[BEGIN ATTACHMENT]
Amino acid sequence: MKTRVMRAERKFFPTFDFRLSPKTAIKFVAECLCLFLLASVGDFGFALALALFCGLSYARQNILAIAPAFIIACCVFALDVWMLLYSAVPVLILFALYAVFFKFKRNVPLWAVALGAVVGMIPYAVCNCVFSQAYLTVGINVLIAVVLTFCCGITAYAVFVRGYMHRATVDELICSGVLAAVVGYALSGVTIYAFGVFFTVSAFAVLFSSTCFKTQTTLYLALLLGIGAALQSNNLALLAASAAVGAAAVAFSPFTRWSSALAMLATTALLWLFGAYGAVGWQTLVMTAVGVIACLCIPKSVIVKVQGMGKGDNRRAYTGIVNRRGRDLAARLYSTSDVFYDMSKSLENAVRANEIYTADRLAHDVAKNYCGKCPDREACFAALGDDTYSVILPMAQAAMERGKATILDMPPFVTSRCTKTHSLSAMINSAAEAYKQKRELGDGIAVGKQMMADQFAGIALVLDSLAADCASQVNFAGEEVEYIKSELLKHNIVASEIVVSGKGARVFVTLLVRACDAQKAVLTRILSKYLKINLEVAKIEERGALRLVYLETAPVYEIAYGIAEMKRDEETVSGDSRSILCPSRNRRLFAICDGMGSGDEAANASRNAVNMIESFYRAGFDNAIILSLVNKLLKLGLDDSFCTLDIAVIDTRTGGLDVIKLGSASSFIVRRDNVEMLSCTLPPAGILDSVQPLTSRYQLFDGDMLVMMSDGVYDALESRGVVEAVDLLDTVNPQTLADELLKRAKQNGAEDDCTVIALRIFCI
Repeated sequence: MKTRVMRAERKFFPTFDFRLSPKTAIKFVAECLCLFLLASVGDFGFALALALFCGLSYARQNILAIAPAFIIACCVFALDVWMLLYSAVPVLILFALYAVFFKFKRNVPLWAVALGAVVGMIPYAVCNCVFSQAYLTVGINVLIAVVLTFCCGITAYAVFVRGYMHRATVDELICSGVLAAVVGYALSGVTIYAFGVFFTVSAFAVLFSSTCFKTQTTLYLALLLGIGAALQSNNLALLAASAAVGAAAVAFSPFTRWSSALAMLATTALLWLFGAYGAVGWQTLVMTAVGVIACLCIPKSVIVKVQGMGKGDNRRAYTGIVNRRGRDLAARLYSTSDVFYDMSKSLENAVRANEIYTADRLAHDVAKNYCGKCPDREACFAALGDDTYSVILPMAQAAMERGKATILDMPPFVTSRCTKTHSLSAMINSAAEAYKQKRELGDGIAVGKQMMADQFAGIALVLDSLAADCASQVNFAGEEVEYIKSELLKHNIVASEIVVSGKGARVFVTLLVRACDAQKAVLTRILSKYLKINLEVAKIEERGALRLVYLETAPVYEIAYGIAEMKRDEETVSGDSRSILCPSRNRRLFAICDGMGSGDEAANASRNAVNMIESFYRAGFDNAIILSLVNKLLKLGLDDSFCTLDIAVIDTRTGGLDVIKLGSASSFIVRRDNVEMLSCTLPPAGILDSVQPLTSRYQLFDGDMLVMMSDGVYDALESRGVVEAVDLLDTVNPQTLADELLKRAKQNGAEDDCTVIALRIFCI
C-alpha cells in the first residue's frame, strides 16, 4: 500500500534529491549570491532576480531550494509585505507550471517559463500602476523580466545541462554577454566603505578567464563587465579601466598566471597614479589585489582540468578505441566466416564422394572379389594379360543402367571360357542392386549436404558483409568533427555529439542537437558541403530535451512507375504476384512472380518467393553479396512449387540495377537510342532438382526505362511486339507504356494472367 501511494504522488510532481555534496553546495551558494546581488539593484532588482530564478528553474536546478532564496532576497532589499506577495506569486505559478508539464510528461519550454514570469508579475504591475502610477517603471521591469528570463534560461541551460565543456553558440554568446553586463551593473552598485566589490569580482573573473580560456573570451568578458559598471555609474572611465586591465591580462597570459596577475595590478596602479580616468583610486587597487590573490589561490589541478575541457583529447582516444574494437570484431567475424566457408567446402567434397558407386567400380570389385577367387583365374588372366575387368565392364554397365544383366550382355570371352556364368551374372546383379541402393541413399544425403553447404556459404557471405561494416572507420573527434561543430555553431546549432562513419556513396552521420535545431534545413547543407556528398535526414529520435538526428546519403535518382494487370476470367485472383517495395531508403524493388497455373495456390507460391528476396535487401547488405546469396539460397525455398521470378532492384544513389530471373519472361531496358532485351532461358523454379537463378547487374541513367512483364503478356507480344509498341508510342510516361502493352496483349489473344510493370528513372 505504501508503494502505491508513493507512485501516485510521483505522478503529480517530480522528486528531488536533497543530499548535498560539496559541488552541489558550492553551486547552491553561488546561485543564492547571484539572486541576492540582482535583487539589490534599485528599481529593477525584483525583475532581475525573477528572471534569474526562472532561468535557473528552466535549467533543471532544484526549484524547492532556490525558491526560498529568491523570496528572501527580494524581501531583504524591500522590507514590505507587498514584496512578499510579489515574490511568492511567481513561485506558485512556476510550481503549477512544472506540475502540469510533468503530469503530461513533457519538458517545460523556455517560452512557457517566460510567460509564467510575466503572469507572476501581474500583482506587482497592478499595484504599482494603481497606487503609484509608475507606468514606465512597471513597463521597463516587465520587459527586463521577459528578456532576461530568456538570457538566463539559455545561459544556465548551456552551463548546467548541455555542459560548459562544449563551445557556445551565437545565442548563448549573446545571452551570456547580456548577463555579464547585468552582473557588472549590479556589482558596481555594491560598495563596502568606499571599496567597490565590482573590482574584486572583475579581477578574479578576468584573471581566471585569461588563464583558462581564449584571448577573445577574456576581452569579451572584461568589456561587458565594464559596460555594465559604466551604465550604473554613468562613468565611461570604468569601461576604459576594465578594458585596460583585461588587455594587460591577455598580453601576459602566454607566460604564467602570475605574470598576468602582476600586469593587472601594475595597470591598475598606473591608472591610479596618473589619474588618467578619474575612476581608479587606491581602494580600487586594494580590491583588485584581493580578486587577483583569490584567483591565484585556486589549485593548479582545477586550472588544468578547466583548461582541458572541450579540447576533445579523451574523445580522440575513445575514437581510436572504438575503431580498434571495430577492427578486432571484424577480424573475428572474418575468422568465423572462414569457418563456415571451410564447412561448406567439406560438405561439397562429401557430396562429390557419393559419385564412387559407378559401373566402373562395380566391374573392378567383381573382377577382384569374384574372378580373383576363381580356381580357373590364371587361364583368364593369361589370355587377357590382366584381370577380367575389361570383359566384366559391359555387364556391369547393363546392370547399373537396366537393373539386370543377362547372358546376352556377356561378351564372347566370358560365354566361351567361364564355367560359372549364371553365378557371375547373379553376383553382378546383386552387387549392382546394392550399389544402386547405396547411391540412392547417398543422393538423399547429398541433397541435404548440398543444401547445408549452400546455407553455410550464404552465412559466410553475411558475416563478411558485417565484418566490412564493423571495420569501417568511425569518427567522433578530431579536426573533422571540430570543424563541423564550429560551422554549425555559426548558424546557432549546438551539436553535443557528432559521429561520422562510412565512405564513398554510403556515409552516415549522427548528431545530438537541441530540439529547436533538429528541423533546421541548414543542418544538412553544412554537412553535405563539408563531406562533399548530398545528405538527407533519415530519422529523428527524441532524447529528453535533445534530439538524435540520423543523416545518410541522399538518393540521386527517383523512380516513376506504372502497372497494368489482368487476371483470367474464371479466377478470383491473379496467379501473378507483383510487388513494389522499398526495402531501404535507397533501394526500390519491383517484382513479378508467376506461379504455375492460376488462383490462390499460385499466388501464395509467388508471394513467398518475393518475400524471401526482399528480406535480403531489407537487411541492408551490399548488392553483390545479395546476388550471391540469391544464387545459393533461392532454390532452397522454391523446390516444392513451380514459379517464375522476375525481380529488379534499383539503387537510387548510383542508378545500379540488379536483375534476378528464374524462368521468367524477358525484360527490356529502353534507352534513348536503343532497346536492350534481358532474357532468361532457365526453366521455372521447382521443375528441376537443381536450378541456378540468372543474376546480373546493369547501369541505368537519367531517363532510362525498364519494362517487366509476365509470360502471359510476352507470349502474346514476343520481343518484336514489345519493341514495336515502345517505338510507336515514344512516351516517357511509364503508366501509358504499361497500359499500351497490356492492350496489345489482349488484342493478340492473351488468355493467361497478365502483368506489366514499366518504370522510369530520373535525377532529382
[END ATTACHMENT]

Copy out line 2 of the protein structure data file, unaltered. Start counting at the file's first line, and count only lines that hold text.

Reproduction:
Repeated sequence: MKTRVMRAERKFFPTFDFRLSPKTAIKFVAECLCLFLLASVGDFGFALALALFCGLSYARQNILAIAPAFIIACCVFALDVWMLLYSAVPVLILFALYAVFFKFKRNVPLWAVALGAVVGMIPYAVCNCVFSQAYLTVGINVLIAVVLTFCCGITAYAVFVRGYMHRATVDELICSGVLAAVVGYALSGVTIYAFGVFFTVSAFAVLFSSTCFKTQTTLYLALLLGIGAALQSNNLALLAASAAVGAAAVAFSPFTRWSSALAMLATTALLWLFGAYGAVGWQTLVMTAVGVIACLCIPKSVIVKVQGMGKGDNRRAYTGIVNRRGRDLAARLYSTSDVFYDMSKSLENAVRANEIYTADRLAHDVAKNYCGKCPDREACFAALGDDTYSVILPMAQAAMERGKATILDMPPFVTSRCTKTHSLSAMINSAAEAYKQKRELGDGIAVGKQMMADQFAGIALVLDSLAADCASQVNFAGEEVEYIKSELLKHNIVASEIVVSGKGARVFVTLLVRACDAQKAVLTRILSKYLKINLEVAKIEERGALRLVYLETAPVYEIAYGIAEMKRDEETVSGDSRSILCPSRNRRLFAICDGMGSGDEAANASRNAVNMIESFYRAGFDNAIILSLVNKLLKLGLDDSFCTLDIAVIDTRTGGLDVIKLGSASSFIVRRDNVEMLSCTLPPAGILDSVQPLTSRYQLFDGDMLVMMSDGVYDALESRGVVEAVDLLDTVNPQTLADELLKRAKQNGAEDDCTVIALRIFCI